Surprise. Surprise. The Ivy League and other elite universities have just gotten even more selective.
The Ivy League schools will be notifying applicants today whether they won the higher-ed lottery. And, according to some preliminary numbers gathered by The New York Times, more applicants will be receiving bad college admission news this year than ever before. Or, what is more likely, is that the tiny percentage of kids who are fixated by the Ivy mystique simply applied to a larger number of these schools.
Take a look at the increased 20101 college applications of some of Ivy League schools and other elite institutions:
School 2010 Percentage Increase in Applications
U. Penn 18.11%
I confess that I’m not going to feel sorry for the teens, who didn’t make it into Harvard. Here’s why: There are many colleges scattered across the country that will provide a better undergraduate education than Harvard and many of the elite universities.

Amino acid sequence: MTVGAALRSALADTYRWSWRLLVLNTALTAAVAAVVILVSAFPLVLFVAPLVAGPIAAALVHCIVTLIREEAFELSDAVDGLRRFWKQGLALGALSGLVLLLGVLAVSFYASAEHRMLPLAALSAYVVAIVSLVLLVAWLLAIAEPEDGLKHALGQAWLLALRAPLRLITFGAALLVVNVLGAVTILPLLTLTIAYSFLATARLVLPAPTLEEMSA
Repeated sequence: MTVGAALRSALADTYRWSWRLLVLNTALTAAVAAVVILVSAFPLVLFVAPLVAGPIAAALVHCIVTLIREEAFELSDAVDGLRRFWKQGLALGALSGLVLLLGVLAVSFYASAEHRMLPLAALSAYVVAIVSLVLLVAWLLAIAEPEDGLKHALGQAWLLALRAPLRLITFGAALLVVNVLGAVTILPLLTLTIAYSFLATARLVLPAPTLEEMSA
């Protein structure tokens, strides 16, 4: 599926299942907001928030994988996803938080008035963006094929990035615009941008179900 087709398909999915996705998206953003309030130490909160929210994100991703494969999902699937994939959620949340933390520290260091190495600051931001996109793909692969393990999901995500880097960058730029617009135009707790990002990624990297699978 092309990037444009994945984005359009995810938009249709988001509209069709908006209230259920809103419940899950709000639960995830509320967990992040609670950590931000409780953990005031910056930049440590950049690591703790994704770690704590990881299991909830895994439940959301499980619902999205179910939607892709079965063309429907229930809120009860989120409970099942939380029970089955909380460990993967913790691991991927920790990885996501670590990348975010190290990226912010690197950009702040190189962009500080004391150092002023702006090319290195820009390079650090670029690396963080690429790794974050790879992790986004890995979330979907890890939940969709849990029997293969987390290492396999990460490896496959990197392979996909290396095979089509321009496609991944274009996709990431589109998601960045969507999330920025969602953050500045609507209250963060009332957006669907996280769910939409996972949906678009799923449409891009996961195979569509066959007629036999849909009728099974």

Unfortunately, many smart students just reflexively apply to Ivy League schools because they don’t know what their other wonderful options are. These super smart students often limit their choices to their own state flagship university and the name brand elite universities primarily in North East that look impressive on a sweatshirt.
This tunnel vision drives me nuts. Clearly families don’t understand the type of undergraduate education that different types of institutions can provide.
I’d bet my own college degree, for instance, that most talented teens, who aim for the Ivy League don’t even know what the difference is between a college and a university. If you can’t answer that question, you are severely limiting your higher-ed choices.
For high school seniors, the college hunt is over. For everybody else, here are some of my previous college blog posts that I hope will broaden teenagers’ horizons. If you only read one of these posts, let it be the first one.
Lynn O’Shaughnessy is the author of The College Solution and she also writes a college blog for CBSMoneyWatch. Follow her on Twitter.